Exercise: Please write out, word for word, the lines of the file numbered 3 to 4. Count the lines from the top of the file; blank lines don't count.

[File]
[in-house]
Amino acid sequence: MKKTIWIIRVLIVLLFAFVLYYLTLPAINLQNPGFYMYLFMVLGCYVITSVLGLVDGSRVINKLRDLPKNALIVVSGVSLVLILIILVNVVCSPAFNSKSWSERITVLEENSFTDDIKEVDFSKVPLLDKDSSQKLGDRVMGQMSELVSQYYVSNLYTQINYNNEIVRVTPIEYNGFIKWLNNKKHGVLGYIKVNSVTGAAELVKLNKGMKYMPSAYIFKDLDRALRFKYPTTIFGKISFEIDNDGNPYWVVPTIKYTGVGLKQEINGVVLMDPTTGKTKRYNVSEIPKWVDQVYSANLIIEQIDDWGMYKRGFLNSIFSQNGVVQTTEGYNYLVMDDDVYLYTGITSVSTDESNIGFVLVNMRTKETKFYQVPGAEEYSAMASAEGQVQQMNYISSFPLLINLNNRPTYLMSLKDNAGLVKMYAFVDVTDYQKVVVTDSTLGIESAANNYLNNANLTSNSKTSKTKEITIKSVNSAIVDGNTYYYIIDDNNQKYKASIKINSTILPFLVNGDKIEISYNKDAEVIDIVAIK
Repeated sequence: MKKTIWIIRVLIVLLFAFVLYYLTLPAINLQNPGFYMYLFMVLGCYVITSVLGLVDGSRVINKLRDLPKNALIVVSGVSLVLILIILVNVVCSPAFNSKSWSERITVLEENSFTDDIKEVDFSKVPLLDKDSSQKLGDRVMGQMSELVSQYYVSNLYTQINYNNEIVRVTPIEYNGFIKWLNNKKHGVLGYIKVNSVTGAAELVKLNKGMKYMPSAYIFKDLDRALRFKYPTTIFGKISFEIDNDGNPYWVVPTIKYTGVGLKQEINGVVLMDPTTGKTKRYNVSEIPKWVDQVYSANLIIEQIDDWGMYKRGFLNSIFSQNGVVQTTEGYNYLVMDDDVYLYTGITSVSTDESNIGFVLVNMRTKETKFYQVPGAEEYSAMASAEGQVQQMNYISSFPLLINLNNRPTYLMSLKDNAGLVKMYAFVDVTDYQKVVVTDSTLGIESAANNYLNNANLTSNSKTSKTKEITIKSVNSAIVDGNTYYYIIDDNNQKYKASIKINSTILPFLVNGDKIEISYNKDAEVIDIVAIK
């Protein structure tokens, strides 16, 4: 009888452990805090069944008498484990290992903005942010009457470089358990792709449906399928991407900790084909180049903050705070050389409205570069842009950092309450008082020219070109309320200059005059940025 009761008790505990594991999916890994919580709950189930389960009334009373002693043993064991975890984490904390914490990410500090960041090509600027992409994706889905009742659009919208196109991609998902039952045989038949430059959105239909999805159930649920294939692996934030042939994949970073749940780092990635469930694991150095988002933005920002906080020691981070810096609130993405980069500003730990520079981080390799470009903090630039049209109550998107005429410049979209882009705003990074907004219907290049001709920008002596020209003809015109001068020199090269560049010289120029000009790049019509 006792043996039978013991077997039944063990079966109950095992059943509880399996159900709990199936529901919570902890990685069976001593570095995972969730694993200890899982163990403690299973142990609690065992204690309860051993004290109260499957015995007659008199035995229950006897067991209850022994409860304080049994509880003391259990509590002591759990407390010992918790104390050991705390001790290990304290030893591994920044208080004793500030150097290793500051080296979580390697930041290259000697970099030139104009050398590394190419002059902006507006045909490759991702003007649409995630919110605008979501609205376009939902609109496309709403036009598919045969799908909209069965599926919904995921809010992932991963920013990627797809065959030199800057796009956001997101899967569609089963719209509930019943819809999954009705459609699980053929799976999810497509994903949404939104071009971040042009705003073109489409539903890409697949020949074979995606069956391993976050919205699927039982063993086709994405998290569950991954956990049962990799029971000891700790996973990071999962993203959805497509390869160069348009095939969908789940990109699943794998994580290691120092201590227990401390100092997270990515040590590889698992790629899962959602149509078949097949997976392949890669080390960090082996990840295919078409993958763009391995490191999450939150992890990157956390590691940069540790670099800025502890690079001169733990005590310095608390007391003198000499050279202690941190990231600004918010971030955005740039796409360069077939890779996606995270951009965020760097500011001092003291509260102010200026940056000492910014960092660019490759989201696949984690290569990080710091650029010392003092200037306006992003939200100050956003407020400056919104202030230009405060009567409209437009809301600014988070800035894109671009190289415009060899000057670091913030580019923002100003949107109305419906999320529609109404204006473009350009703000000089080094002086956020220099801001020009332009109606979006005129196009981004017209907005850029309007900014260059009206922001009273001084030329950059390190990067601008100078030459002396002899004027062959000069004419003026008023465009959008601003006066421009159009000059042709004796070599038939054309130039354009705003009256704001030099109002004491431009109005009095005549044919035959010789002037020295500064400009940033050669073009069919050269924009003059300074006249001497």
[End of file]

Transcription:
Repeated sequence: MKKTIWIIRVLIVLLFAFVLYYLTLPAINLQNPGFYMYLFMVLGCYVITSVLGLVDGSRVINKLRDLPKNALIVVSGVSLVLILIILVNVVCSPAFNSKSWSERITVLEENSFTDDIKEVDFSKVPLLDKDSSQKLGDRVMGQMSELVSQYYVSNLYTQINYNNEIVRVTPIEYNGFIKWLNNKKHGVLGYIKVNSVTGAAELVKLNKGMKYMPSAYIFKDLDRALRFKYPTTIFGKISFEIDNDGNPYWVVPTIKYTGVGLKQEINGVVLMDPTTGKTKRYNVSEIPKWVDQVYSANLIIEQIDDWGMYKRGFLNSIFSQNGVVQTTEGYNYLVMDDDVYLYTGITSVSTDESNIGFVLVNMRTKETKFYQVPGAEEYSAMASAEGQVQQMNYISSFPLLINLNNRPTYLMSLKDNAGLVKMYAFVDVTDYQKVVVTDSTLGIESAANNYLNNANLTSNSKTSKTKEITIKSVNSAIVDGNTYYYIIDDNNQKYKASIKINSTILPFLVNGDKIEISYNKDAEVIDIVAIK
């Protein structure tokens, strides 16, 4: 009888452990805090069944008498484990290992903005942010009457470089358990792709449906399928991407900790084909180049903050705070050389409205570069842009950092309450008082020219070109309320200059005059940025 009761008790505990594991999916890994919580709950189930389960009334009373002693043993064991975890984490904390914490990410500090960041090509600027992409994706889905009742659009919208196109991609998902039952045989038949430059959105239909999805159930649920294939692996934030042939994949970073749940780092990635469930694991150095988002933005920002906080020691981070810096609130993405980069500003730990520079981080390799470009903090630039049209109550998107005429410049979209882009705003990074907004219907290049001709920008002596020209003809015109001068020199090269560049010289120029000009790049019509 006792043996039978013991077997039944063990079966109950095992059943509880399996159900709990199936529901919570902890990685069976001593570095995972969730694993200890899982163990403690299973142990609690065992204690309860051993004290109260499957015995007659008199035995229950006897067991209850022994409860304080049994509880003391259990509590002591759990407390010992918790104390050991705390001790290990304290030893591994920044208080004793500030150097290793500051080296979580390697930041290259000697970099030139104009050398590394190419002059902006507006045909490759991702003007649409995630919110605008979501609205376009939902609109496309709403036009598919045969799908909209069965599926919904995921809010992932991963920013990627797809065959030199800057796009956001997101899967569609089963719209509930019943819809999954009705459609699980053929799976999810497509994903949404939104071009971040042009705003073109489409539903890409697949020949074979995606069956391993976050919205699927039982063993086709994405998290569950991954956990049962990799029971000891700790996973990071999962993203959805497509390869160069348009095939969908789940990109699943794998994580290691120092201590227990401390100092997270990515040590590889698992790629899962959602149509078949097949997976392949890669080390960090082996990840295919078409993958763009391995490191999450939150992890990157956390590691940069540790670099800025502890690079001169733990005590310095608390007391003198000499050279202690941190990231600004918010971030955005740039796409360069077939890779996606995270951009965020760097500011001092003291509260102010200026940056000492910014960092660019490759989201696949984690290569990080710091650029010392003092200037306006992003939200100050956003407020400056919104202030230009405060009567409209437009809301600014988070800035894109671009190289415009060899000057670091913030580019923002100003949107109305419906999320529609109404204006473009350009703000000089080094002086956020220099801001020009332009109606979006005129196009981004017209907005850029309007900014260059009206922001009273001084030329950059390190990067601008100078030459002396002899004027062959000069004419003026008023465009959008601003006066421009159009000059042709004796070599038939054309130039354009705003009256704001030099109002004491431009109005009095005549044919035959010789002037020295500064400009940033050669073009069919050269924009003059300074006249001497």